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Daycare directors, parents making sure measures are in place to protect kids from rare COVID-related illness

Raven Brown
Updated: May 22, 2020 05:57 PM
Created: May 22, 2020 03:15 PM

ROCHESTER, N.Y. (WHEC) — As parents begin to go back to work, some are worried about childcare and getting their children back to school safely.

Kids at Faith Child Care and Nursery school are getting fresh air seeing some of their old friends again.

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“Everything is just so uncharted for all of us, just everything is new,” Director Sharon Davenport said.

She said they reopened Monday and are taking serious precautions.

"Including the teacher, we have under 10 people per room, and it’s much less right now,” Davenport said. 

They usually have 86 kids in their program, but they currently have eight. As of now, no parents are allowed in the building. If they do go in, they have to get their temperature checked and wear a mask.

All kids and staff are also screened with updated hands-free sign-in and sanitization protocols. 

“We sent everything out to the parents that we’ve been doing with our sanitation, disinfecting, having staff take their temperatures, wearing masks, so we’ve definitely amped things up,” Davenport said. 

She said with the new rare COVID-19-related illness that can affect children, their goal is to make sure they’re returned home safely.

“There’s been a little bit more perse of a scare with that illness that's going around with the children, but they know that we want to keep them safe," Davenport said. "That’s our priority, and they know that."

Some parents like Loni Moreno are weighing their options. She has a little concern putting their kids back in school.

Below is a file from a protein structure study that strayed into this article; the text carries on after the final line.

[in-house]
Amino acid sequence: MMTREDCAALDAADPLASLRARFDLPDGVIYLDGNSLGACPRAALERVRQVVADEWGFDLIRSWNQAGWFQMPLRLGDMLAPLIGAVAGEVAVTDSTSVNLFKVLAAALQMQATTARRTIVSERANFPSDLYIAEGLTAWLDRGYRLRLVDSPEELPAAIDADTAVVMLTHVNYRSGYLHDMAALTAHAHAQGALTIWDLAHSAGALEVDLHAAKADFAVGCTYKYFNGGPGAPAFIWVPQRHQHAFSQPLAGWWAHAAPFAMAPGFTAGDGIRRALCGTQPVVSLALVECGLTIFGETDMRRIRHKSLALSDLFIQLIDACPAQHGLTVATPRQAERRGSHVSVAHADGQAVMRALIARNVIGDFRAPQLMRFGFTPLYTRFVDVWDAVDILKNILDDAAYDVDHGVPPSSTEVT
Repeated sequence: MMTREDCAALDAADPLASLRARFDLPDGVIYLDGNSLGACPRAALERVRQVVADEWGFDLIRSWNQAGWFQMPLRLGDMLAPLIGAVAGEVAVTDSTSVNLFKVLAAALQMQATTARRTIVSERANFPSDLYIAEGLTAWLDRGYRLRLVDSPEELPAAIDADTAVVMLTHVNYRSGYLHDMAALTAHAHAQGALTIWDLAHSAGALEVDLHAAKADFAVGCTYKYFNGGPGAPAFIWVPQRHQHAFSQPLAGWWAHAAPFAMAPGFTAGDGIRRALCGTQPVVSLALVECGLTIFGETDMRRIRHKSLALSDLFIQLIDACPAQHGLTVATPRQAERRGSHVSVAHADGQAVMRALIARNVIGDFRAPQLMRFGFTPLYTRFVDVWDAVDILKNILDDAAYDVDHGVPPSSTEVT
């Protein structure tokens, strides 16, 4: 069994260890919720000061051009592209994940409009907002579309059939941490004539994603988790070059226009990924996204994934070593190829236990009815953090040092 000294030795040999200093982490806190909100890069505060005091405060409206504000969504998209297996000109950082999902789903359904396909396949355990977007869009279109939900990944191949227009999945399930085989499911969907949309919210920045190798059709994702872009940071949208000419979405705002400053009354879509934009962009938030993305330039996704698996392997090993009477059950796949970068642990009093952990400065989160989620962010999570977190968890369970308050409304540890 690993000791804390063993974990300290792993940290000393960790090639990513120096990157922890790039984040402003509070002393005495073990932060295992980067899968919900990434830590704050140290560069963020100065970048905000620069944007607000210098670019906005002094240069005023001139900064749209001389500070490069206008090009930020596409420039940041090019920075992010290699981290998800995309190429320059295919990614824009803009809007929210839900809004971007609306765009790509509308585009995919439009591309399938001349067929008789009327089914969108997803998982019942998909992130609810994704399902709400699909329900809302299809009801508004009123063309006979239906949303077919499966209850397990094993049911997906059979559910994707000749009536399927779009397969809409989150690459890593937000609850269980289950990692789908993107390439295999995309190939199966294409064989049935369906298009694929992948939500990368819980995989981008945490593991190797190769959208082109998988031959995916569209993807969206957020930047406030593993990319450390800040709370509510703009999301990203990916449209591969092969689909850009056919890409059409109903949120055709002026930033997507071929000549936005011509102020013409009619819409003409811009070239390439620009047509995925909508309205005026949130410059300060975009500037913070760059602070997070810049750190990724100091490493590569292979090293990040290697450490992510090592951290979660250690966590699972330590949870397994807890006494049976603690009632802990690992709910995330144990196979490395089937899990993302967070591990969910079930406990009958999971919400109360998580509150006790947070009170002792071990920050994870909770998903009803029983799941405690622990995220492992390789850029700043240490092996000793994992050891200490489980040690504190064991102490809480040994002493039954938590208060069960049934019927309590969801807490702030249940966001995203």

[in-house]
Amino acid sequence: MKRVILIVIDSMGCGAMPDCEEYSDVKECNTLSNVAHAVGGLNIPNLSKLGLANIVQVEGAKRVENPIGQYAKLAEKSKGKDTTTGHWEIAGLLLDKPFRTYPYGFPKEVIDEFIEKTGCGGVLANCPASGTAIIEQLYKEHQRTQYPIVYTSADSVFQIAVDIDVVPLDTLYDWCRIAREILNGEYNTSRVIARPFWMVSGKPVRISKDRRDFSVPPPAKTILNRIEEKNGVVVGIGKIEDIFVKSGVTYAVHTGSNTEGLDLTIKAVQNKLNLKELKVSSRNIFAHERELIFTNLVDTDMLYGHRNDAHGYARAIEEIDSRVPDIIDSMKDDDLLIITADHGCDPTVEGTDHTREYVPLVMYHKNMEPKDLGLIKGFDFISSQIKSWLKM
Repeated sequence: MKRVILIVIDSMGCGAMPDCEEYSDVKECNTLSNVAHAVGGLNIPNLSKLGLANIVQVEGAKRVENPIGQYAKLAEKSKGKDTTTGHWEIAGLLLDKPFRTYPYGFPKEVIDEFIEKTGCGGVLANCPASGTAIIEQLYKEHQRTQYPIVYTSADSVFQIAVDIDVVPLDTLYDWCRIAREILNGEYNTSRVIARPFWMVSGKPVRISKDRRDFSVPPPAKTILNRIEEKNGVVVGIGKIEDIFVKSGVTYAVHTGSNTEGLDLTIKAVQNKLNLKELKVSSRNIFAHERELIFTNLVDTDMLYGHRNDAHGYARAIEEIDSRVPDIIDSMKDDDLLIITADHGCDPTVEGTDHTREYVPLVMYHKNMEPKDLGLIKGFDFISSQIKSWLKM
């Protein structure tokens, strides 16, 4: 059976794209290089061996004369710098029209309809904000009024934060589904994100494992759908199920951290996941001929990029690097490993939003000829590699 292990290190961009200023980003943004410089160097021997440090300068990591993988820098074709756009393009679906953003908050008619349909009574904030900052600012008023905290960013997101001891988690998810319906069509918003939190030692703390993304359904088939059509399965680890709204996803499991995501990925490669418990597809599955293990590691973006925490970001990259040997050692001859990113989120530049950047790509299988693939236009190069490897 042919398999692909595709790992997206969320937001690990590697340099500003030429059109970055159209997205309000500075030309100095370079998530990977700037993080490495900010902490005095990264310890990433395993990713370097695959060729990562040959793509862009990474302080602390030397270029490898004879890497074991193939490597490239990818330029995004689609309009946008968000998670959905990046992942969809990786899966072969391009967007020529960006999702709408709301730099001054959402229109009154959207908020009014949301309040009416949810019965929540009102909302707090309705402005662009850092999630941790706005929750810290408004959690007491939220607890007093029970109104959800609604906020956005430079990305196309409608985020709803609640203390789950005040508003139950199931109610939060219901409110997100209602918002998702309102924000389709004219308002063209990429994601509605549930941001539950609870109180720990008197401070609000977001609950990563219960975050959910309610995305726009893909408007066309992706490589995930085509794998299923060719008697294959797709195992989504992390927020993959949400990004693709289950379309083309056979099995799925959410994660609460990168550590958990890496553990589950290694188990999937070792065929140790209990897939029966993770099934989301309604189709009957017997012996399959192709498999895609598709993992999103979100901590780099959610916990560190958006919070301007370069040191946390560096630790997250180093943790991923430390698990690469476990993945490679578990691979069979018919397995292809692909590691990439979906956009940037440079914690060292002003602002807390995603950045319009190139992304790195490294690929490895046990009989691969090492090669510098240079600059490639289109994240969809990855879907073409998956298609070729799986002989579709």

“This whole virus is invisible, and that’s what makes it even more scary and unfortunately, when you’re dealing with children, you can tell them to not touch their face, you can tell them to wash their hands, but they’re just forgetful,” Moreno said. 

Some parents, like Loni Moreno, are weighing their options. She is slightly concerned about putting her kids back in school.

“This whole virus is invisible, and that’s what makes it even more scary and unfortunately, when you’re dealing with children, you can tell them to not touch their face, you can tell them to wash their hands, but they’re just forgetful,” Moreno said. 

She’s a mom of a two and said while there is a sense of relief things are starting to get back to normal, there’s still a lot of uncertainty with this new illness.

“It either comes down to you home school your children, or you send them and pray every day that the people that you’re going to leave your children with are going to take these extra measures,” Moreno said. 

Child care centers and families are trying to do the best they can to navigate the unknown.

“It’s so important because we don't want anyone to be sick, and no one wants to be sick," Davenport said. "Then there's just so little that they don't understand, so we're really trying to do our best to make sure that we're doing our part."


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